Does concierge medicine pose a threat to traditional primary care relationships?

Various healthcare policy and industry changes have put pressure on many physicians' incomes, influencing more providers to opt for hospital and health system employment. For those who prefer to remain in independent practice, many have found that concierge medicine has the potential to lend substantial financial benefits to providers and enhanced care for patients.

Concierge medicine is a practice in which a patient pays his or her primary care physician an annual or monthly fee or retainer. In exchange, physicians provide superior care and commit to limit patient loads to ensure sufficient availability and time to meet the needs of each patient, with the cost of all services and treatments provided included in the flat fee. There are several different business models under the concierge practice umbrella, each varying in structure and payment requirements.

According to a recent article in Forbes, physicians who launch their own concierge practice or join an existing one can seriously boost their incomes — even becoming millionaires — if they successfully demonstrate some essential characteristics. The four factors for success outlined in Forbes include a client-centered mindset, efficient operations and processes, appropriate financing and targeted business development.

For many primary care physicians and patients with the economic resources, this setup may appear to be a more attractive method of care than traditional primary care relationships.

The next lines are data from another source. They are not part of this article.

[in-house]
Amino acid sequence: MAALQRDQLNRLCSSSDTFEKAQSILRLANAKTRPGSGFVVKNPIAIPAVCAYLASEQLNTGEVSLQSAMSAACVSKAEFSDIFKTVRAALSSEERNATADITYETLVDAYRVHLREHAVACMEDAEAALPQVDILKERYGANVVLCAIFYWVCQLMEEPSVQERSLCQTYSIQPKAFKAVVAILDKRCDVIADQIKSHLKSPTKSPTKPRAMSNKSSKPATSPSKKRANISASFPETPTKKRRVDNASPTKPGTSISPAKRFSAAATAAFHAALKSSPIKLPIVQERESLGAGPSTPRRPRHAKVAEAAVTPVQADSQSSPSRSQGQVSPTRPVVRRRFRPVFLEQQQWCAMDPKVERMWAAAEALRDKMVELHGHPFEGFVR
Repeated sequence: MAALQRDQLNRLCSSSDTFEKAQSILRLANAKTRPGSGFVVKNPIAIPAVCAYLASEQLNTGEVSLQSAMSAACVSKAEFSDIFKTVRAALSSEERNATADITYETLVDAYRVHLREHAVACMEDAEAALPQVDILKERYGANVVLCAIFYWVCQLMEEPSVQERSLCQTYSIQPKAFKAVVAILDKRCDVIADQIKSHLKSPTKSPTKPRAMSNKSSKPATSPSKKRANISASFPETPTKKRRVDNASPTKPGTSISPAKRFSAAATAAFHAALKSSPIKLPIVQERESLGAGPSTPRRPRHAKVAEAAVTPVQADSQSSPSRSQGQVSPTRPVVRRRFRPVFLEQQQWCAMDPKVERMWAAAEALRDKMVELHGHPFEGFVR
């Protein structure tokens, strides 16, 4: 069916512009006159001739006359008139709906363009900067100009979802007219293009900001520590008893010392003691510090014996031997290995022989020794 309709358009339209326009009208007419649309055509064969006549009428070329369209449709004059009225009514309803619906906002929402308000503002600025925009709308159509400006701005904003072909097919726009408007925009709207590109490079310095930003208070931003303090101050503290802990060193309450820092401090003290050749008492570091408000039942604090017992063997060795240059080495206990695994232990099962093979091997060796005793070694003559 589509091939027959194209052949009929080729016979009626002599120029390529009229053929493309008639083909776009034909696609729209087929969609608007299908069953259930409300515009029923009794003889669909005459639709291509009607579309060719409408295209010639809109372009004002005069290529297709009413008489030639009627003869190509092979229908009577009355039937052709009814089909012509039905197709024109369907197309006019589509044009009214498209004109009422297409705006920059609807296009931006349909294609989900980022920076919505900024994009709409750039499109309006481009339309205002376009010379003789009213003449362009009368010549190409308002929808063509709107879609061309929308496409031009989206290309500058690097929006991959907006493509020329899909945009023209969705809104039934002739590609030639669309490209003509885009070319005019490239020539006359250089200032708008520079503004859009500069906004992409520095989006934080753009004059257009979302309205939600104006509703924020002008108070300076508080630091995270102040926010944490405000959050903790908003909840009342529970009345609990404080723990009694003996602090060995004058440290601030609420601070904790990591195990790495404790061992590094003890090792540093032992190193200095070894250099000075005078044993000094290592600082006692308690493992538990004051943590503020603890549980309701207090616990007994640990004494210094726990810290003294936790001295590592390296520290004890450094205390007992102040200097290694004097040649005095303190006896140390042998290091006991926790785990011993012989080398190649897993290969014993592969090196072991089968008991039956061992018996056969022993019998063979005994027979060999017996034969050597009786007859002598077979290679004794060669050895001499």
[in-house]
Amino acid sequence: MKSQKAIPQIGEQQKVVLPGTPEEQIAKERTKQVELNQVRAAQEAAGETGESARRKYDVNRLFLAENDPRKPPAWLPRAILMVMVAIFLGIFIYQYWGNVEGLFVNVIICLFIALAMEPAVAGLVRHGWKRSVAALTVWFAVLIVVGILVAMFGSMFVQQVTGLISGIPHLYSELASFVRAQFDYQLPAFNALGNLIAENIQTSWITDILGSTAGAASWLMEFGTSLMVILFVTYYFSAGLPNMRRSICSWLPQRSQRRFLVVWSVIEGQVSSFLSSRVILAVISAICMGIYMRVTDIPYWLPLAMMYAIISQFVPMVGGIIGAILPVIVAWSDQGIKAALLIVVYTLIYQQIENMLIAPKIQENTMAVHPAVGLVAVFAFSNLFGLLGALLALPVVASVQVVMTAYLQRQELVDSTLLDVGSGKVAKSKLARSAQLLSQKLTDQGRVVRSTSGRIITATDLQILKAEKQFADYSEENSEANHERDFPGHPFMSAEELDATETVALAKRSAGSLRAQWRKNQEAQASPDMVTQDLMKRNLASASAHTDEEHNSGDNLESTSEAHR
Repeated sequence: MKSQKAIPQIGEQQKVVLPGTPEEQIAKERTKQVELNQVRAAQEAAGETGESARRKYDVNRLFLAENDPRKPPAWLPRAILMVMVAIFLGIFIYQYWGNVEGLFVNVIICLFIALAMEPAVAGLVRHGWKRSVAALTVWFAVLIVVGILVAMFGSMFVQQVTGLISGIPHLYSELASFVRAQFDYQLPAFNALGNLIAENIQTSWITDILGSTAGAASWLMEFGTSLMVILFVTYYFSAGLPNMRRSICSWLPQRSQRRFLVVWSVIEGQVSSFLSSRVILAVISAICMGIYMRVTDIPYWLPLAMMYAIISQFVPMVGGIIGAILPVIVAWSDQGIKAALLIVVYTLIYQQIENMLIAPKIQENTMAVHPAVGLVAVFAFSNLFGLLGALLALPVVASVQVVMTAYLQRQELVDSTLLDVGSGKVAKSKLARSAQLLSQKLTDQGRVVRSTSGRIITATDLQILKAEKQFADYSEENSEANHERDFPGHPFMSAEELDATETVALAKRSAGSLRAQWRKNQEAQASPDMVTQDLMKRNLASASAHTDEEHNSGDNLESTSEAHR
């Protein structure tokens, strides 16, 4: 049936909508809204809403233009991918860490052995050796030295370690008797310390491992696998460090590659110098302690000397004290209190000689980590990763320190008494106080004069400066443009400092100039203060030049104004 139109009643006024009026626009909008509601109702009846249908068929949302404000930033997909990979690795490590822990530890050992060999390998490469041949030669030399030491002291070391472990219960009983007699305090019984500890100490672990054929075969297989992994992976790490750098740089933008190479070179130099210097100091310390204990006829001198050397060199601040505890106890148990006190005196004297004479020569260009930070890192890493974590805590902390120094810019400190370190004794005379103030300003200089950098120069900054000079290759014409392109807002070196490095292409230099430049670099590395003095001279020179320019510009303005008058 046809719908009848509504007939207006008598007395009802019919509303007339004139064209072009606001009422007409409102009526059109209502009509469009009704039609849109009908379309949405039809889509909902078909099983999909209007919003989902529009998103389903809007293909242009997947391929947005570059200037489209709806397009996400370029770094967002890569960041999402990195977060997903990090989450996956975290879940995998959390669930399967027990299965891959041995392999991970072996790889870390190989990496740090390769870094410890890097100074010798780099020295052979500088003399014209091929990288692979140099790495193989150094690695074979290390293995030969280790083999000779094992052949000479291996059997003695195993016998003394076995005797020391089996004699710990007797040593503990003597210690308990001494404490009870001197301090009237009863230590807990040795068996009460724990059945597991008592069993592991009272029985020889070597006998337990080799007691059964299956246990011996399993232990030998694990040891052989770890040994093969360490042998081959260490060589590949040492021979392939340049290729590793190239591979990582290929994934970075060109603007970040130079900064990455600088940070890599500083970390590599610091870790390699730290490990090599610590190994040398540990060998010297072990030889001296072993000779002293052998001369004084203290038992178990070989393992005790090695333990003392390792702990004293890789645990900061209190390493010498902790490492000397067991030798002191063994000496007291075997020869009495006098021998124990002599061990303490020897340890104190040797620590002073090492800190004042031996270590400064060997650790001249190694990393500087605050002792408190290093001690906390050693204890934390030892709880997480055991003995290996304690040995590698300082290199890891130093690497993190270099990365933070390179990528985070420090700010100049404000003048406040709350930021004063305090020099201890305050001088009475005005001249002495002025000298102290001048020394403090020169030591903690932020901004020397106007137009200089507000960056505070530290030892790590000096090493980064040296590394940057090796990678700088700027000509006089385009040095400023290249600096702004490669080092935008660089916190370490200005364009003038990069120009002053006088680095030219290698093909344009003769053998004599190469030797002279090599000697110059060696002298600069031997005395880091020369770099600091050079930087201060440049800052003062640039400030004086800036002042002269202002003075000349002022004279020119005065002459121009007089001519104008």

The Patient Protection and Affordable Care Act mandates most Americans to have health insurance, so why pay extra for non-insured care? According to the Wall Street Journal, many new health plans have high deductibles that most members will likely never reach, meaning patients will still be paying high out-of-pocket costs regardless. In this case, concierge medicine may be the more cost-effective route for patients.

Another cost-saving aspect of concierge medicine is that they charge flat fees that generally include basic checkups, treatment of minor conditions and electrocardiograms, accord to WSJ. In comparison, traditional physicians typically charge for each treatment and test, which can quickly add up. However, concierge practices focus on basic services, so patients will have to go elsewhere for advanced treatments and technology.

Additionally, because each physician sees fewer patients, they have more time to spend with each.

More opportunities exist for providers, too. Although they have smaller patient bases, they don't need in-patient visits to get paid — they are paid for providing care through video chatting, email and phone calls, according to WSJ.

All of these points could be of concern for many hospitals and health systems, as they continue to employ primary care physicians in hope of capturing more market share. If patients turn to other modes of receiving primary care, the employment model could be fruitless.

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